To satisfy the crush of housing needs in the UK, local planning authorities are all but required to increase the inventory of homes in their jurisdictions. About half of towns and cities lag in setting forth plans to indicate how they will do that – indication of both how much is left to be dedicated to development as well as the fact that many planners can yet be influenced on where building should take place.
The opportunity for landowners to make money is strong. But in most cases they should not assume they can go it alone – nor can they net profits from development in a clean, simple deal. The Town and Country Planning Association – noting that since the 1947 Town and Country Planning Act that landowners cannot develop land without planning permission – says that while agricultural-use property might sell for £3,000 to £10,000 per hectare, the value can increase to as much as £2 million per hectare in “areas of highest demand.”
Sounds like winning the lottery, doesn’t it? Well, not anytime soon. A planning gain supplement, referred to as a Section 106 Agreement, is essentially a tax on those who experience a significant gain in value from a land sale. The obligation this imposes, negotiated between the developer and the local planning council, is intended to cover costs from increased infrastructure (schools, roads, hospitals, sewers, etc.) driven by new residents or commercial development. Another form of this is the Community Infrastructure Levy, which is used in some jurisdictions. In any event, the large profit to be made will be diminished significantly by this obligation.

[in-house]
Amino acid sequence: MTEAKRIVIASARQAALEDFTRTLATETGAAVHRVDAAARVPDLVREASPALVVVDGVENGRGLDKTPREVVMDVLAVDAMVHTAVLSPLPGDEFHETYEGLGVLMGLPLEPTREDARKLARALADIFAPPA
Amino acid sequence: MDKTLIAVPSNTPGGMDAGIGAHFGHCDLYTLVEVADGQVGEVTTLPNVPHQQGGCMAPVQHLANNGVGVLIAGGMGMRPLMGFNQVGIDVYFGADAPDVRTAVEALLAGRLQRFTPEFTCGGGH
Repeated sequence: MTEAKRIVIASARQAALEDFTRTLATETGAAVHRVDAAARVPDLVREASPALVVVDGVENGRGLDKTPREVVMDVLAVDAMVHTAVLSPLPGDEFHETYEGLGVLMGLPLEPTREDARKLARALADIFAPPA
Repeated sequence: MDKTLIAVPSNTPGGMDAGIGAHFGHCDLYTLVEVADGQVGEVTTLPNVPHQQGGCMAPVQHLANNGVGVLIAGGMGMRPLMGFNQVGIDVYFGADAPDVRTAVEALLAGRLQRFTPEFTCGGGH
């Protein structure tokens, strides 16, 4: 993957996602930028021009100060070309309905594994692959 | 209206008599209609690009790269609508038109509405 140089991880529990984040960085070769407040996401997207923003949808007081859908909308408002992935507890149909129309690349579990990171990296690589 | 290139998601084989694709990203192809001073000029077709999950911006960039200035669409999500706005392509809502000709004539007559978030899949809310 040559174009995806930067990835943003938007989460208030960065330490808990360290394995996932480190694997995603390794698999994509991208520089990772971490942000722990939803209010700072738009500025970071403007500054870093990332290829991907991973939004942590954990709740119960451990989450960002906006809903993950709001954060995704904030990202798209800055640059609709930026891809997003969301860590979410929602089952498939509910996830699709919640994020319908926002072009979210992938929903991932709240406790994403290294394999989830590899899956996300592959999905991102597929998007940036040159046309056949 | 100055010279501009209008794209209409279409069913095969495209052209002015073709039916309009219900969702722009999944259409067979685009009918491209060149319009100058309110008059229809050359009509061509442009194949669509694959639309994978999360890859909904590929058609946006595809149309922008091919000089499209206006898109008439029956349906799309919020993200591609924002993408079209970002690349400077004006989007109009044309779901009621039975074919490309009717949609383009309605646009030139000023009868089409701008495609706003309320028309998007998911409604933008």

And the negotiation of these charges is merely one aspect of the development process, one that requires a skilled sense of economics and local politics. But the reason investor-developers such as property fund partners, not original landowners, more typically orchestrate the conversion of raw land to homes is due to the broad range of skills and experiences required to complete the process. Those include:
- Viability assessments, to determine the suitability of the land for development as well as the cost-return evaluations (referred to as the threshold value).
- Site assembly (plans for how it will be developed, to appease planning authorities)
- Access works (costs in road building, for example)
- Remediation (more typical of brownfield development, where toxins need to be removed)
- Abnormal groundwork (managing geological problems, such as bedrock outcroppings or floodplain remediation)
- Relocation costs and buyout of existing residents (if any)
Some developers might work with their own construction firm to build roads and utilities, as well as the homes themselves. But many now contract or sell parcels outright to homebuilders, engaging in road and utility construction only. This may diminish their profits, but also turn the land over to parties who can focus their efforts on their skill set, designing and building homes that are right for the likely buyer.
Individual investors who themselves do not have real estate experience very often make up a portion of the investment group. They can work with as little as £10,000 to participate in a fund; such investors are strongly urged to work with an independent financial advisor to chose the investments that are appropriate for their personal wealth risk profile.